Mark Buckley aged of New Hall Lane, Preston has been sentenced at Manchester Crown Court to life imprisonment, with a minimum of 31 years after pleading guilty to the murder of Ellen Higginbottom at an earlier hearing.
Eighteen year old Ellen’s body was found in Orrell Water Park in Wigan hours after she had gone missing having not returned home from college in June this year.
Detective Superintendent Howard Millington, of GMP’s Serious Crime division, said: “My thoughts will always be with Ellen’s family and friends, this was an absolutely devastating murder by a stranger of an innocent young girl with her whole life ahead of her.
“Buckley callously killed Ellen in broad daylight. He attacked her in the most brutal way as she was walking around Orrell Water Park before going to meet her friends who were taking their exams.
“I am glad Buckley will now be spending many years behind bars to contemplate the young life that he has stolen away, but I wish that we hadn’t even had to investigate this crime.
“I wish it hadn’t happened and Ellen was here celebrating her A-Level results with her friends and planning her future.
“I would like to pay tribute to Ellen’s family and boyfriend for the dignified way they have conducted themselves in what has been the most awful of times; we can never bring Ellen back but I hope they can gain some comfort in the fact that justice has been done.”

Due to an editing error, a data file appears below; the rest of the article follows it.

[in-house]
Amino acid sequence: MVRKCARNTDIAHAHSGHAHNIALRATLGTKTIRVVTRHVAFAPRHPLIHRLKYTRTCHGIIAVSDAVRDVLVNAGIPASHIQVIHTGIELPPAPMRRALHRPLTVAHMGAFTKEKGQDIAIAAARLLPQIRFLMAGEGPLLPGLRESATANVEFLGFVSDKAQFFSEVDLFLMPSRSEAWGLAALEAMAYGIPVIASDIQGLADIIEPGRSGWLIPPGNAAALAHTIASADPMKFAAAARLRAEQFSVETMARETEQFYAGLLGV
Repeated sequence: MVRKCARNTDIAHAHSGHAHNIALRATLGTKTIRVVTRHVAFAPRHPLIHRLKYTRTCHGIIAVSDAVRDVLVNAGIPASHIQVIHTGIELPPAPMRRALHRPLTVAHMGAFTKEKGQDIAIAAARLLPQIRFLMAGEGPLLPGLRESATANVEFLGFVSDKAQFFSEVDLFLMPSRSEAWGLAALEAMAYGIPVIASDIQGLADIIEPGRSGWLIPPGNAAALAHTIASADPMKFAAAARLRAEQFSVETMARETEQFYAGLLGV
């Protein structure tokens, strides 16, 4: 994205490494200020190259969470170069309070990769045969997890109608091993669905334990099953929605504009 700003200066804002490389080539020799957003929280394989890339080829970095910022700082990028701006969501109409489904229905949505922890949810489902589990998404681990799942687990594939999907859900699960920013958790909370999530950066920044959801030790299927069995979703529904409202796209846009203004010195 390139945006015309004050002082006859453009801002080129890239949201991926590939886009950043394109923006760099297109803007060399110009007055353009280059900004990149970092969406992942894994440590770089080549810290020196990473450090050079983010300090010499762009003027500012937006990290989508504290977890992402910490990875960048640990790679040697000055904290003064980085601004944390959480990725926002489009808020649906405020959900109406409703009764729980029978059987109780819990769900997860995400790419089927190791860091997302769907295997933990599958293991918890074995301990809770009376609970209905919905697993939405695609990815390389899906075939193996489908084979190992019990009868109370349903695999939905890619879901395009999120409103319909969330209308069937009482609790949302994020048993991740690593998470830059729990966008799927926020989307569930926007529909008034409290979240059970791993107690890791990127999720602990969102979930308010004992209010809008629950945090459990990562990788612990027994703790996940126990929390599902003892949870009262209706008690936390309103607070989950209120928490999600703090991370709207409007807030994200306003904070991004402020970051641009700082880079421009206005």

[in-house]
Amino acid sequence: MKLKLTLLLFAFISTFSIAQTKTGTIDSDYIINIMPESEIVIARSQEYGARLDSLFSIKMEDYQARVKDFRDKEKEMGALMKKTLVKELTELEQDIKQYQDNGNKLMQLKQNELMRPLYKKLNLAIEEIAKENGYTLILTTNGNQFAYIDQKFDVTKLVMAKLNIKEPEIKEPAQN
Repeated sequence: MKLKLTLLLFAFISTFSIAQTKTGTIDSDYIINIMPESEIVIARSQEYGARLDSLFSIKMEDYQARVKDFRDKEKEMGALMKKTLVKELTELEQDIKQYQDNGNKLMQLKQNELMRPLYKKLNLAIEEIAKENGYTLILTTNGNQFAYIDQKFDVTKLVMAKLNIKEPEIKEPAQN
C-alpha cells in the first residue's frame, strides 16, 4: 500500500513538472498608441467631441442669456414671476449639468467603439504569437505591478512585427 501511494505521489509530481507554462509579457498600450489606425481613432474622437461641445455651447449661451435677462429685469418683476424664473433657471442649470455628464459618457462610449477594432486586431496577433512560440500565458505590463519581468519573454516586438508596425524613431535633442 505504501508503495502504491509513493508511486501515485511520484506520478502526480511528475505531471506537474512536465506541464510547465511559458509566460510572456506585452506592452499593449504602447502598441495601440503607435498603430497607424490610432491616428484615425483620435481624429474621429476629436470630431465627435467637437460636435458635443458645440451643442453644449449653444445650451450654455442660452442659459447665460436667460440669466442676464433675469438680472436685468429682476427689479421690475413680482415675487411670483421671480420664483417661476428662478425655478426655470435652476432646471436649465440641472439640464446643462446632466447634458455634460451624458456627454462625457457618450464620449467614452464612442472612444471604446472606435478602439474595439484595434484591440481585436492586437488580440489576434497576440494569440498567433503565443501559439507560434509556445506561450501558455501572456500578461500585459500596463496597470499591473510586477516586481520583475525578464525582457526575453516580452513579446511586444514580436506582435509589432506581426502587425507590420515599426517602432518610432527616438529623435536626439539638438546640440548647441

Ellen’s dad Mike Higginbottom has provided the below statement:
“There can never be anything even remotely approaching justice for what was done to Ellen, but what can be done has been done and both Kay and I want to say a heartfelt thank you to everyone who has been involved in bringing about today’s achievement.
“We were tremendously lucky to have shared eighteen years with her and everyone else who knew her will identify with that feeling. She made the world a better place with pretty much everything she said and everything she did.
“We all would have liked more though, and we would especially have liked for her to have had more. For her to have seen the results of all her hard work, for her to have seen her friends fly the nest as they went all to uni, for her to have explored the world that she was just growing into.
“To have all that taken away from her in such a pointless and idiotic fashion fills us with an anger and resentment that does not represent who we want to be. But we wrestle it under control and learn to be better at being people. Because that’s what adults do.
“So if there’s anyone else out there thinking of doing anything even half this stupid, just take one piece of advice. Grow up.”